Time heals all wounds. Doesn’t it? Well, I’m not so sure. Wouldn’t it be interesting to go back, say 20 to 25 years, to see what was going on, what we were dealing with, what we were thinking back then? Perhaps it is more true that time buries old wounds and if they are uncovered, we simply have to deal with them again.
For the last six months I have been traveling back to the early 1990s as I completed a project I began working on a number of years ago. The project – typing up the handwritten journals that I began writing in the early 1980s. I have hopes of someday turning these journals into something I can share with others. Getting them on a computer where they are easier to manage and edit will be valuable for this future endeavor.
It can be tricky revisiting the past, however. There were fun times I was able to reminisce about; struggles that I worked through in the moment and over time; and there were a few items that were hard to look at – sad and difficult times; relationships where I found myself not liking the way I treated people; other relationships where I didn’t like how people treated me.
One theme struck me the most. Many things I spend time thinking about today are items I was struggling with 25 years ago: Relationships – how much to join in/how much to go my own way; anxiety in social situations; wanting to write more and fear of sharing my writing with others.
In the past, I spent a lot of time and energy with these issues, hesitantly taking a step forward, jumping back when things did not feel comfortable. I surprised myself in seeing how well I was doing with these issues – at times, years ago. I was also surprised that, although I had successes, I often was not able to keep the positive momentum going.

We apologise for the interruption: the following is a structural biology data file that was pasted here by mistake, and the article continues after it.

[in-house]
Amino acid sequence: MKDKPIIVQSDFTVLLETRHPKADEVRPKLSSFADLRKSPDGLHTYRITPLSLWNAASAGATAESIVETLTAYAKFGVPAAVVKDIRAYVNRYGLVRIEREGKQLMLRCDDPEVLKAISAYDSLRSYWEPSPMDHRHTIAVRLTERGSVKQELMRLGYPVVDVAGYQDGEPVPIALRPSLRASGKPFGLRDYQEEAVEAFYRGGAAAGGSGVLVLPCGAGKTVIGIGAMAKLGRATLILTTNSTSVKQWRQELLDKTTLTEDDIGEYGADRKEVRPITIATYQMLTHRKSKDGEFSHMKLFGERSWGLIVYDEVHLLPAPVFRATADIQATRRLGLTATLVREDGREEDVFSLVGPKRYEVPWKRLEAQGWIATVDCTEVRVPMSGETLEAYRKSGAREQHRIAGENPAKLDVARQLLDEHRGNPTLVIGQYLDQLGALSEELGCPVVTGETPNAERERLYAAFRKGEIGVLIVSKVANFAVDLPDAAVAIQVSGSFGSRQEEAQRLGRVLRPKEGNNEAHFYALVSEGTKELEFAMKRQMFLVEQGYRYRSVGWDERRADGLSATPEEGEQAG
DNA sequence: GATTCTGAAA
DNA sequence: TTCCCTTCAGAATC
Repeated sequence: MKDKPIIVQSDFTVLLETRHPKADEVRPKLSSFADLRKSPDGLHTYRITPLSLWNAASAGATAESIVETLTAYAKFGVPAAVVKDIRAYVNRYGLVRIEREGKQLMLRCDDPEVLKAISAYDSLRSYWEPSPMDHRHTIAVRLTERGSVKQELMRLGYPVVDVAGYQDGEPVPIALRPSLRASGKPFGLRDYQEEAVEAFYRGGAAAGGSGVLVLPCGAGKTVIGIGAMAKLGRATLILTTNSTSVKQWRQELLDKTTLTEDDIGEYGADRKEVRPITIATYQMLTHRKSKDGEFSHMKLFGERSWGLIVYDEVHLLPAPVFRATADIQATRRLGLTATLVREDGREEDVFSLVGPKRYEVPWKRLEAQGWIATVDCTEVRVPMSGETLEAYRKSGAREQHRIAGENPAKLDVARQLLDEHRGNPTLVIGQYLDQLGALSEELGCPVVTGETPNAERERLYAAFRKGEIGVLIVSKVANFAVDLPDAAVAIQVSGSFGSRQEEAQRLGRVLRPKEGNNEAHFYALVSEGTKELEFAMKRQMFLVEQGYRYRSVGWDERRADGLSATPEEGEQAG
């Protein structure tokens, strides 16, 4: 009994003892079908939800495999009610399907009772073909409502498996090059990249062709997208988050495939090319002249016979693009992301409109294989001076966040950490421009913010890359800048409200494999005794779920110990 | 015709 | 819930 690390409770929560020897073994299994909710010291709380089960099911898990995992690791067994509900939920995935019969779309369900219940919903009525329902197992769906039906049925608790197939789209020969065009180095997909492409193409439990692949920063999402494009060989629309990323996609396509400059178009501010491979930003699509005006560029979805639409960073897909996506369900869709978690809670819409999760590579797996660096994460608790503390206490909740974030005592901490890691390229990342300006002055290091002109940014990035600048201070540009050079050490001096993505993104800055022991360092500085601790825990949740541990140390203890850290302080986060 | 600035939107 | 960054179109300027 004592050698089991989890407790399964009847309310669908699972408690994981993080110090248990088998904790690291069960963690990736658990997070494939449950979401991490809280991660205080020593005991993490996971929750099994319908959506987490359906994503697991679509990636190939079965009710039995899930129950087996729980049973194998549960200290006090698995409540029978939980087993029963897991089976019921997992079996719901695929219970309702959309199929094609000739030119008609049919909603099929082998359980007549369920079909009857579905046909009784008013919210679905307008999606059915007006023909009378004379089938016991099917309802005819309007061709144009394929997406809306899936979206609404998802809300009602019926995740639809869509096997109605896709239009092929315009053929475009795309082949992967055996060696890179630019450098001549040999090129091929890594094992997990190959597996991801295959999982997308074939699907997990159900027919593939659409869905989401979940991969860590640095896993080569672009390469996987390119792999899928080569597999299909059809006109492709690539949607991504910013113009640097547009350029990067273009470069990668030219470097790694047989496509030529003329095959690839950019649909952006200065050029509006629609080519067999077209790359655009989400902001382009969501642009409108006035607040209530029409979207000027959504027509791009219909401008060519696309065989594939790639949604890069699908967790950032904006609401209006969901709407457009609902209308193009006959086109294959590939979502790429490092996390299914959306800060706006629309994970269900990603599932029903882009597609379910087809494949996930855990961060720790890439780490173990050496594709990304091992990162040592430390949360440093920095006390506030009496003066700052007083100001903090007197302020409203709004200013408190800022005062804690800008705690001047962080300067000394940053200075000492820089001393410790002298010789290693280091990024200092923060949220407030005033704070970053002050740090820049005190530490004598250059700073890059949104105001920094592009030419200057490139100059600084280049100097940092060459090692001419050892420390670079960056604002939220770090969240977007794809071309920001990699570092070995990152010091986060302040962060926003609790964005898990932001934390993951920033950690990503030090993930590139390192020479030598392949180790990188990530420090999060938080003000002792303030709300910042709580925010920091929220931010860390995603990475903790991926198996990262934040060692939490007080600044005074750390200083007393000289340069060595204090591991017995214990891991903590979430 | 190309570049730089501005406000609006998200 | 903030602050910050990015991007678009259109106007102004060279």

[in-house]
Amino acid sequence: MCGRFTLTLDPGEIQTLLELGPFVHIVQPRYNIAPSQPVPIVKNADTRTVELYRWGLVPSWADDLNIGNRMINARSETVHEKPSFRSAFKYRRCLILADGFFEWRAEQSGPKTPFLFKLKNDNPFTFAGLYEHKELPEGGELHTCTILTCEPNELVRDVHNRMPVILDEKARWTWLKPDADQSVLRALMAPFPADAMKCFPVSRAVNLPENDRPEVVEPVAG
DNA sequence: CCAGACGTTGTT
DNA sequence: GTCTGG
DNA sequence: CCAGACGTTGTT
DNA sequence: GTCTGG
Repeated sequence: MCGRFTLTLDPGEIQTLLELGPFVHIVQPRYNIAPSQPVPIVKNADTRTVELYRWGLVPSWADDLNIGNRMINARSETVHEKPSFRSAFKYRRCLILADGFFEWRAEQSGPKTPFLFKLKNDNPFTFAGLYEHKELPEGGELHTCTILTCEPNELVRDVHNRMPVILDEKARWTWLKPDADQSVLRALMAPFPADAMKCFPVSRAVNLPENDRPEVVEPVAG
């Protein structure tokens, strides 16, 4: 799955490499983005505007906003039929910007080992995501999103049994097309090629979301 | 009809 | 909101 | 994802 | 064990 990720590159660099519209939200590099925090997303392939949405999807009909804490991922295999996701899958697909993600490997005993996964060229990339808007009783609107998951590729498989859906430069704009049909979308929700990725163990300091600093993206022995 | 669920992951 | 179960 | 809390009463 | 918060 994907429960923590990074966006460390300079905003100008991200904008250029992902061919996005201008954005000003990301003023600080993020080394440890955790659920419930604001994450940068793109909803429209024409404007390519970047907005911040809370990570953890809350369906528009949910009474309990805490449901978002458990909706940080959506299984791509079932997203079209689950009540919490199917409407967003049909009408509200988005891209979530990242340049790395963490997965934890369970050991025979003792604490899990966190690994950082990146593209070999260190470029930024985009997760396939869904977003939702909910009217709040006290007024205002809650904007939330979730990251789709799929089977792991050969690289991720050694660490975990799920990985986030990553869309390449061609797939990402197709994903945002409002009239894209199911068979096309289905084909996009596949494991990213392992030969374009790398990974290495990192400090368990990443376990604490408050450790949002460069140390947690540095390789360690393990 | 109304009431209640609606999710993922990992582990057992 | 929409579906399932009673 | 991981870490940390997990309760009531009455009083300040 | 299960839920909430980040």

The momentum stopped whenever something led me to step back after taking my hesitant step forward. To make strides in relationships, anxiety, writing – I needed to think about and act on them. Whenever I stepped back, the passage of time did not magically “heal” (or more accurately, move me forward) in these areas. When I was able to come back to a struggle that I had stepped away from, I came back to the struggle more or less at the point where I had left it.
Issues from our past do not go away on their own. Things that I was dealing with 25 years ago are still with me in some ways, though I am in a much better place in those areas where I spent the time and energy to improve. Areas of my life that I have not worked on are pretty much where they were years ago.
I don’t like clichés, especially in my line of work. They are more likely to cover up and hide something meaningful, rather than lead to new insights. The phrase I started this blog with is a great example of this.
The rare instances I do use cliché, I try to make sure it has meaning. A more accurate phrase could be, “Those who don’t learn from the past are condemned to repeat the past.” Yet, this is also too much of a generalization and thus problematic. Perhaps more on this another time.
Reggie E., MSW, CEAP, joined Empathia in 2005 as an EAP Counselor. Reggie has a master’s degree in Social Work as well as bachelor’s degrees in Philosophy and the Comparative Study of Religion from the University of Wisconsin-Milwaukee. Prior to a career change to social work, he worked in a variety of fields including banking, trucking and metal fabrication.